(f) The council and the commission each shall maintain a rule in accordance with article three-a, chapter twenty-nine-a of this code. The rule shall provide for governing boards individually or cooperatively to maximize their use of any of the following purchasing practices that are determined to provide a financial advantage:
(1) Bulk purchasing;
(2) Reverse bidding;
(3) Electronic marketplaces; and
(4) Electronic remitting.
(g) Each governing board may establish a consortium with at least one other governing board, in the most cost-efficient manner feasible, to consolidate the following operations and student services:
(1) Payroll operations;
(2) Human resources operations;
(3) Warehousing operations;
(4) Financial transactions;
(5) Student financial aid application, processing and disbursement;
(6) Standard and bulk purchasing; and
(7) Any other operation or service appropriate for consolidation as determined by the council or commission.
(h) A governing board may charge a fee to the governing board of each institution for which it provides a service or performs an operation. The fee rate shall be in the best interest of both the institution being served and the governing board providing the service.
(i) A governing board may provide the services authorized by this section for the benefit of any governmental body or public or private institution.
(j) Each governing board shall strive to minimize its number of low-enrollment sections of introductory courses. To the maximum extent practicable, governing boards shall use distance learning to consolidate the course sections. The council and commission shall report the progress of reductions as requested by the Legislative Oversight Commission on Education Accountability.
(k) A governing board shall use its natural resources and alternative fuel resources to the maximum extent feasible. The governing board:
(1) May supply the resources for its own use and for use by the governing board of any other institution;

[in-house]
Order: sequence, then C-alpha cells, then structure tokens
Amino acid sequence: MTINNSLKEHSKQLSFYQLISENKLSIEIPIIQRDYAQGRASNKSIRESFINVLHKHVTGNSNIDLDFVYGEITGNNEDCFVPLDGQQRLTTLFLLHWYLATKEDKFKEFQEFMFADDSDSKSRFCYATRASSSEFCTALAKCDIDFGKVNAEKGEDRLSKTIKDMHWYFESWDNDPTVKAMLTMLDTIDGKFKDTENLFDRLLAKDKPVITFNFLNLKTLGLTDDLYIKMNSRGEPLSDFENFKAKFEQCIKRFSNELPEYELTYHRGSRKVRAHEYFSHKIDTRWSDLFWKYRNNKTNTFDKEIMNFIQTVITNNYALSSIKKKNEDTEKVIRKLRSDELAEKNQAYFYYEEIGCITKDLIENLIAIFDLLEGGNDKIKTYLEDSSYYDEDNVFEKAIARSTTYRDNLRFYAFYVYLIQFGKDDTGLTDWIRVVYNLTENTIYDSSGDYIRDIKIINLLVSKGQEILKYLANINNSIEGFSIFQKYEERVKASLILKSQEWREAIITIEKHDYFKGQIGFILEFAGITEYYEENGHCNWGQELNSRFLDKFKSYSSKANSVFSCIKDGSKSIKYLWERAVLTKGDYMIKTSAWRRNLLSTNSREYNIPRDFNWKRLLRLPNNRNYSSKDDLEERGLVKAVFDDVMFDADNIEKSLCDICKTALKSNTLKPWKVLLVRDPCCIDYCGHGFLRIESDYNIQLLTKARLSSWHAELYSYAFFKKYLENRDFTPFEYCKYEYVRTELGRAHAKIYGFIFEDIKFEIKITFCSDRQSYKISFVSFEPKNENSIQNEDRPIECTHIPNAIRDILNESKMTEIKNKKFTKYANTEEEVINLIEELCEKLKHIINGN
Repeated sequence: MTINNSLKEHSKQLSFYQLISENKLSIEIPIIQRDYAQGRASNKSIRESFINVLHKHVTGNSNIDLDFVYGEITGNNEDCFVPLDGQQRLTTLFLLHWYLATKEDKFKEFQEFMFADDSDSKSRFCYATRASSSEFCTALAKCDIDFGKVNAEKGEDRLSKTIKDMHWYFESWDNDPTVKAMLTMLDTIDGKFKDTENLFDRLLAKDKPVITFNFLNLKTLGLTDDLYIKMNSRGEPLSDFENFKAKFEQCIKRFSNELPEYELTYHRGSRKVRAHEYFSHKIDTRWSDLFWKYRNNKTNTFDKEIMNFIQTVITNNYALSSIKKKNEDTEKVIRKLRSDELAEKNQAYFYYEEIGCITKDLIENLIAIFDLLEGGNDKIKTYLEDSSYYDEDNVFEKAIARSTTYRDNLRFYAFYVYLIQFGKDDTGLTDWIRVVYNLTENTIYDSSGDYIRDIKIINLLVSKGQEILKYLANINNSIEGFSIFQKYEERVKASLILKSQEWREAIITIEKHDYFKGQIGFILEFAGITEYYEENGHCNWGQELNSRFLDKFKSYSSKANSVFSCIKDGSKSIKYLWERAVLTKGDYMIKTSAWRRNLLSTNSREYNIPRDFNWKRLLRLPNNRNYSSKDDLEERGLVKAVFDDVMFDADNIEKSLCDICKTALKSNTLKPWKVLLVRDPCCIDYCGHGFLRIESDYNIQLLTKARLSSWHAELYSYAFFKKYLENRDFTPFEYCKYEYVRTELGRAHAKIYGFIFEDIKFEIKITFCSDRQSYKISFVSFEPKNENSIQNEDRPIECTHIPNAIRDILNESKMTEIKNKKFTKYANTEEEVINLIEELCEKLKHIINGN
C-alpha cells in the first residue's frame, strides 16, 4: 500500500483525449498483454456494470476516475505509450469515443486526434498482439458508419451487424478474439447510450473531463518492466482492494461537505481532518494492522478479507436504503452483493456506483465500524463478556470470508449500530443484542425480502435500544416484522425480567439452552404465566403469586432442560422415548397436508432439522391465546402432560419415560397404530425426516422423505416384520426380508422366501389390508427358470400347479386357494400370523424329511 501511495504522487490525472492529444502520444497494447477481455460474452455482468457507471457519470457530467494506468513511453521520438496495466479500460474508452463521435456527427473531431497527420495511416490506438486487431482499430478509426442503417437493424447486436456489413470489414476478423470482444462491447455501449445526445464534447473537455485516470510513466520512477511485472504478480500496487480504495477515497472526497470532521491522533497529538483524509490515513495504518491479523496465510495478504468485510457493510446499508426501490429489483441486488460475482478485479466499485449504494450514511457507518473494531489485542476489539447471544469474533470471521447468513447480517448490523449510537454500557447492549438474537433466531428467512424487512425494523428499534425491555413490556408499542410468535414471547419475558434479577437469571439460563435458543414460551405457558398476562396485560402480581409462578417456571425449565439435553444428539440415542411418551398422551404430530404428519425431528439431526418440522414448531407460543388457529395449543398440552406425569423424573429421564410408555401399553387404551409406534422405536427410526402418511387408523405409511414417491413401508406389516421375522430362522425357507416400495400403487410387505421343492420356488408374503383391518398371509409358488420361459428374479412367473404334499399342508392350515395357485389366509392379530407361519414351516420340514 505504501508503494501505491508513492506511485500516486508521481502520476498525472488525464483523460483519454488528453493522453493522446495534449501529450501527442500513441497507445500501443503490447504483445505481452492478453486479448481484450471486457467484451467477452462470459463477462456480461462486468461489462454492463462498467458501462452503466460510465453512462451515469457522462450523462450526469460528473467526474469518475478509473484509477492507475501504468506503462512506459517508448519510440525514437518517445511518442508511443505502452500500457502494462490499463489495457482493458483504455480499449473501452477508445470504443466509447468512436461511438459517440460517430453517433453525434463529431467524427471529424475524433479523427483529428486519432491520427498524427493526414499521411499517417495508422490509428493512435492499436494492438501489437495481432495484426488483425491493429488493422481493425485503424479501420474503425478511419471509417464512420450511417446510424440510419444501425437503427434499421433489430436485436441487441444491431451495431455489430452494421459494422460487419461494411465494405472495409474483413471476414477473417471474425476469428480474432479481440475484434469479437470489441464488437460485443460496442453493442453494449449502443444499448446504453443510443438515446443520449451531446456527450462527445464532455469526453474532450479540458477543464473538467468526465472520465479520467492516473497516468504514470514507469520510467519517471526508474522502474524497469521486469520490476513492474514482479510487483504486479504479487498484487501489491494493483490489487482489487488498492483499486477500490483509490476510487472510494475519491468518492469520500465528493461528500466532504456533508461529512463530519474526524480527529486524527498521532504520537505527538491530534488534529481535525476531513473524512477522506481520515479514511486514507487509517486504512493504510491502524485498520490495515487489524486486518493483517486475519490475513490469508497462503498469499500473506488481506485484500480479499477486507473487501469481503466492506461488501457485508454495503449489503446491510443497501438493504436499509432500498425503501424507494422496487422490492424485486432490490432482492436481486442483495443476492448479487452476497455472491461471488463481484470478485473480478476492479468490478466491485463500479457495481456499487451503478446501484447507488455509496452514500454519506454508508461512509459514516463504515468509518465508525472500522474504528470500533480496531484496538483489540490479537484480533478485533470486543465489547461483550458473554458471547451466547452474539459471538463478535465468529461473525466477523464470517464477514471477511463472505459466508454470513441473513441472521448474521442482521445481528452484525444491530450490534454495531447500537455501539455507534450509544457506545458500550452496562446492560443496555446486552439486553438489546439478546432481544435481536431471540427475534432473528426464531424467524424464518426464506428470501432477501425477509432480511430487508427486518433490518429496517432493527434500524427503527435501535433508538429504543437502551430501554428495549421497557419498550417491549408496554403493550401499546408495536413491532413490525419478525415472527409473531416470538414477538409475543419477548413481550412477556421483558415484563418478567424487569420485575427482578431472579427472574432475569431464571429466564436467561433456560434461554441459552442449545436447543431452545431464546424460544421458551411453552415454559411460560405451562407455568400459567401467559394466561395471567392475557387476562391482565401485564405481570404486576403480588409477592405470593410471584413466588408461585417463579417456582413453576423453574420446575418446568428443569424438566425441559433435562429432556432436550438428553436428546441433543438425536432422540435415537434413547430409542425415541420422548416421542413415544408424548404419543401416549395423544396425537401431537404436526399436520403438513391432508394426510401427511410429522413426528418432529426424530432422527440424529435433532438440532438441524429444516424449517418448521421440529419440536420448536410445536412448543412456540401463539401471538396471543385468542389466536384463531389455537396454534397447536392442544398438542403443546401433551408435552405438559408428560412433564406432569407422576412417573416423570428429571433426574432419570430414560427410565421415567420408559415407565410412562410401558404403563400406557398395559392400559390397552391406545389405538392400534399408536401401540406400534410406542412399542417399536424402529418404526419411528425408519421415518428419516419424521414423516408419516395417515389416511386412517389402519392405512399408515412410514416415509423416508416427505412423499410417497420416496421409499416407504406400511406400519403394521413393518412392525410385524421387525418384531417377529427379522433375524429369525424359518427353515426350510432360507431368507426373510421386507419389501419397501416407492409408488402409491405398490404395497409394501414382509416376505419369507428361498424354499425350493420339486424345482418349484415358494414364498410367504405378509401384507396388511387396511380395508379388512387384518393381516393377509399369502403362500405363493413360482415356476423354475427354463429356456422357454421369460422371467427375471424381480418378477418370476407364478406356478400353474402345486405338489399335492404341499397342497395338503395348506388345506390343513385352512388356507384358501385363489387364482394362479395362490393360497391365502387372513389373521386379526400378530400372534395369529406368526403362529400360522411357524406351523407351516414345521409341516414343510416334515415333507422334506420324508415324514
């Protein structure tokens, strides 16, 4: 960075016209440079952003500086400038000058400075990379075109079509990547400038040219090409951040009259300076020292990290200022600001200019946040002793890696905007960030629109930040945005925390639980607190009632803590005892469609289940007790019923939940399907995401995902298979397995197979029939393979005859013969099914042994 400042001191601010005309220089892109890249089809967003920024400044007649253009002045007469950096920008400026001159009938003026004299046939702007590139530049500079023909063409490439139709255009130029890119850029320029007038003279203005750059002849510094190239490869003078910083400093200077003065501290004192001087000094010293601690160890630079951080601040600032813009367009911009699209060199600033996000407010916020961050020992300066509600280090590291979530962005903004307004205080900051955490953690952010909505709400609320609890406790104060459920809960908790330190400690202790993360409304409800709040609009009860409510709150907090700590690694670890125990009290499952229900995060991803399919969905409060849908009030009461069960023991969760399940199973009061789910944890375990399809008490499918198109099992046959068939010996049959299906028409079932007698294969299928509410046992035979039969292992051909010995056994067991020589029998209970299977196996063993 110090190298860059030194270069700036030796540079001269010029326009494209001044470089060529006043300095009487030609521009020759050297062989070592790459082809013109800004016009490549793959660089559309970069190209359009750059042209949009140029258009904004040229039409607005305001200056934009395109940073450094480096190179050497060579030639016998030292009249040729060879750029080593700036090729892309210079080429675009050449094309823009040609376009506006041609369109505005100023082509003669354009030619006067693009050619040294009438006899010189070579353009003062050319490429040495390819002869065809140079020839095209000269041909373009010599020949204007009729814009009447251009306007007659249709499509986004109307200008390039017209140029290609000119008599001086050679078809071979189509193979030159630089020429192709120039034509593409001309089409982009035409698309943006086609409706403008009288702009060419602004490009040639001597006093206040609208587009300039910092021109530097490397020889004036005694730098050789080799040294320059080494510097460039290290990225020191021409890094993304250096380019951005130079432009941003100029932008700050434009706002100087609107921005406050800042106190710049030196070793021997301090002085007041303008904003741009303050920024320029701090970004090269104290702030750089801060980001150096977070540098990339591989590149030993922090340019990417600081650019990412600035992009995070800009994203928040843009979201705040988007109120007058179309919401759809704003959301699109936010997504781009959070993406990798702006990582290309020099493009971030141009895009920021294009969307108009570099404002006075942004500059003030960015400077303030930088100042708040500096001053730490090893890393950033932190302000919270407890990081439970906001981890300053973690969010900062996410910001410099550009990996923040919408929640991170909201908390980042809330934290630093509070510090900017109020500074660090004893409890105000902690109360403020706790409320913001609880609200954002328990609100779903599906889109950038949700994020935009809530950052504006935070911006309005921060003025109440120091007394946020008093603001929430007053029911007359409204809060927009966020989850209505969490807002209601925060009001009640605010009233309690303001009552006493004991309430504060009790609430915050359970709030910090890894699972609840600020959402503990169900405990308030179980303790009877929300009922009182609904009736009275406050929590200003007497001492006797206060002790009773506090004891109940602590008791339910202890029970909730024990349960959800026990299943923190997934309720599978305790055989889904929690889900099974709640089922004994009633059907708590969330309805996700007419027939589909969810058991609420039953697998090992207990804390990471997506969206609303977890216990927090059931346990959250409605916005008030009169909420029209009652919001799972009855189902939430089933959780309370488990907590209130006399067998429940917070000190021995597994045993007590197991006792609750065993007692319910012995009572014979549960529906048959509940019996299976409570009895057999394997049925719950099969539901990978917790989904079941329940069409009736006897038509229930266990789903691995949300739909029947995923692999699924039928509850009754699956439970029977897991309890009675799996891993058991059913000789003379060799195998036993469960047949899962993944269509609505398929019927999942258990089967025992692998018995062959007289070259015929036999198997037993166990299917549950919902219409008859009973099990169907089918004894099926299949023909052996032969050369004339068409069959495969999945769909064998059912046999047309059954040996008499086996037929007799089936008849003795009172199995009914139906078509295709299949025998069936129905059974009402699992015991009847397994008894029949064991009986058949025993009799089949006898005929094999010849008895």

(2) May supply the resources to the general public at fair market value;
(3) Shall maximize all federal or grant funds available for research regarding alternative energy sources; and
(4) May develop research parks to further the purpose of this section and to expand the economic development opportunities in the state.
(l) Any cost-savings realized or fee procured or retained by a governing board pursuant to this section is retained by the governing board.
(m) Each governing board is authorized, but not required, to implement subsections (f), (g) and (h) of this section.
If a governing board elects to implement subsection (g) of this section, the following conditions apply:
(1) The governing board makes the determination regarding any additional operation or service which is appropriate for consolidation without input from the council or commission;
(2) The governing board sets the fee charged to the governing board of the institution for which it provides a service or performs an operation. The fee rate shall be in the best interest of both the institution being served and the governing board providing the service and is not subject to approval by the council or commission; and
(3) The governing board may not implement this subdivision in a manner which supercedes the requirements established in section twelve, article three-c of this chapter.
(n) The governing boards of Marshall University and West
Virginia University, respectively, each shall promulgate a rule on
purchasing procedures in accordance with section six, article one
of this chapter.
Note: WV Code updated with legislation passed through the 2016 Regular Session
The West Virginia Code Online is an unofficial copy of the annotated WV Code, provided as a convenience. It has NOT been edited for publication, and is not in any way official or authoritative.